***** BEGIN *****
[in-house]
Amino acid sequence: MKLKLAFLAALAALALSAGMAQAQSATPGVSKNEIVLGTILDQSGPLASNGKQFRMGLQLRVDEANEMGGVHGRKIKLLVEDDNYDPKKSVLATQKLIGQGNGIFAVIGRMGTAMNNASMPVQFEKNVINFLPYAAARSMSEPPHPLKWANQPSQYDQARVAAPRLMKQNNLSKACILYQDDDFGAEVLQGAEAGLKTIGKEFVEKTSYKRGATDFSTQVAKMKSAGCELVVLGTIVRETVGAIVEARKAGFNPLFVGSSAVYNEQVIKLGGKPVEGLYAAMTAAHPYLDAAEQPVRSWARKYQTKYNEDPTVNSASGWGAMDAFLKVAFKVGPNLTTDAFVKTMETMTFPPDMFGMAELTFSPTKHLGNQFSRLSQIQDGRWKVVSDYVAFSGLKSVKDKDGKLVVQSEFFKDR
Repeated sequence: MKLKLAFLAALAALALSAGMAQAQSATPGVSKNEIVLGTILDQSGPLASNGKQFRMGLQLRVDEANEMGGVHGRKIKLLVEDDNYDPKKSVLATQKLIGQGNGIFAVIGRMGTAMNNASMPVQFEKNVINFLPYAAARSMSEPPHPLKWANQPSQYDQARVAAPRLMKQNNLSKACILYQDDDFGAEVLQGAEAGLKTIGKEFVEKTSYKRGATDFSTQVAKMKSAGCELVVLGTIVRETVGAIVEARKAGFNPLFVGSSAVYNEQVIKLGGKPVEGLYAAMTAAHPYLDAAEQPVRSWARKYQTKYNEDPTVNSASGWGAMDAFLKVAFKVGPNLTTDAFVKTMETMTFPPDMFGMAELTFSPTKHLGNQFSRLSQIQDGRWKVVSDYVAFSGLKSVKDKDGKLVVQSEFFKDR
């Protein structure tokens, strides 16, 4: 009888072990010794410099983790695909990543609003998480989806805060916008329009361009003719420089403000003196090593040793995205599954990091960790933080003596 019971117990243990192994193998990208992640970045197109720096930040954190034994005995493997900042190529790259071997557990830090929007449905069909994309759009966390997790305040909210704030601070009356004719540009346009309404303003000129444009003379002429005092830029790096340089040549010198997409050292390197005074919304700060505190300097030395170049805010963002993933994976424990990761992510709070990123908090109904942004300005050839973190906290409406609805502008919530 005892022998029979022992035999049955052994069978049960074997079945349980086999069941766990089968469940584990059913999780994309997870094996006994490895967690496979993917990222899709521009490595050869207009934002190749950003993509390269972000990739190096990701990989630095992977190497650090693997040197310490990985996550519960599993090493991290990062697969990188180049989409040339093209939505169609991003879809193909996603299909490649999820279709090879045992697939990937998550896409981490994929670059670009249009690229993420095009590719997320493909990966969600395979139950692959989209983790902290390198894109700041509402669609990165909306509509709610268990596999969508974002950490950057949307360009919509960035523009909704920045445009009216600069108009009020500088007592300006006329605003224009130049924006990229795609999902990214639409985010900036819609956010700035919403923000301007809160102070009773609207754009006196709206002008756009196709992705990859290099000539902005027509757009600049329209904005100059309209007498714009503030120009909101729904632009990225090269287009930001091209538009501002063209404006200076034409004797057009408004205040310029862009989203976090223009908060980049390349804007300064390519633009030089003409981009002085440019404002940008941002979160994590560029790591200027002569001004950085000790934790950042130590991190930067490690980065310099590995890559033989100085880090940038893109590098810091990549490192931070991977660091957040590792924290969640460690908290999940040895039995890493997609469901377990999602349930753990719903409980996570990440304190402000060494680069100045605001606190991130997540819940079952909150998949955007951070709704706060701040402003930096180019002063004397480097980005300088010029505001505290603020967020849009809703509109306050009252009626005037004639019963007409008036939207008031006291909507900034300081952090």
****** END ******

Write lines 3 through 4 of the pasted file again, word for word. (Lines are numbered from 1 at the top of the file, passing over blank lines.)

Repeated sequence: MKLKLAFLAALAALALSAGMAQAQSATPGVSKNEIVLGTILDQSGPLASNGKQFRMGLQLRVDEANEMGGVHGRKIKLLVEDDNYDPKKSVLATQKLIGQGNGIFAVIGRMGTAMNNASMPVQFEKNVINFLPYAAARSMSEPPHPLKWANQPSQYDQARVAAPRLMKQNNLSKACILYQDDDFGAEVLQGAEAGLKTIGKEFVEKTSYKRGATDFSTQVAKMKSAGCELVVLGTIVRETVGAIVEARKAGFNPLFVGSSAVYNEQVIKLGGKPVEGLYAAMTAAHPYLDAAEQPVRSWARKYQTKYNEDPTVNSASGWGAMDAFLKVAFKVGPNLTTDAFVKTMETMTFPPDMFGMAELTFSPTKHLGNQFSRLSQIQDGRWKVVSDYVAFSGLKSVKDKDGKLVVQSEFFKDR
């Protein structure tokens, strides 16, 4: 009888072990010794410099983790695909990543609003998480989806805060916008329009361009003719420089403000003196090593040793995205599954990091960790933080003596 019971117990243990192994193998990208992640970045197109720096930040954190034994005995493997900042190529790259071997557990830090929007449905069909994309759009966390997790305040909210704030601070009356004719540009346009309404303003000129444009003379002429005092830029790096340089040549010198997409050292390197005074919304700060505190300097030395170049805010963002993933994976424990990761992510709070990123908090109904942004300005050839973190906290409406609805502008919530 005892022998029979022992035999049955052994069978049960074997079945349980086999069941766990089968469940584990059913999780994309997870094996006994490895967690496979993917990222899709521009490595050869207009934002190749950003993509390269972000990739190096990701990989630095992977190497650090693997040197310490990985996550519960599993090493991290990062697969990188180049989409040339093209939505169609991003879809193909996603299909490649999820279709090879045992697939990937998550896409981490994929670059670009249009690229993420095009590719997320493909990966969600395979139950692959989209983790902290390198894109700041509402669609990165909306509509709610268990596999969508974002950490950057949307360009919509960035523009909704920045445009009216600069108009009020500088007592300006006329605003224009130049924006990229795609999902990214639409985010900036819609956010700035919403923000301007809160102070009773609207754009006196709206002008756009196709992705990859290099000539902005027509757009600049329209904005100059309209007498714009503030120009909101729904632009990225090269287009930001091209538009501002063209404006200076034409004797057009408004205040310029862009989203976090223009908060980049390349804007300064390519633009030089003409981009002085440019404002940008941002979160994590560029790591200027002569001004950085000790934790950042130590991190930067490690980065310099590995890559033989100085880090940038893109590098810091990549490192931070991977660091957040590792924290969640460690908290999940040895039995890493997609469901377990999602349930753990719903409980996570990440304190402000060494680069100045605001606190991130997540819940079952909150998949955007951070709704706060701040402003930096180019002063004397480097980005300088010029505001505290603020967020849009809703509109306050009252009626005037004639019963007409008036939207008031006291909507900034300081952090």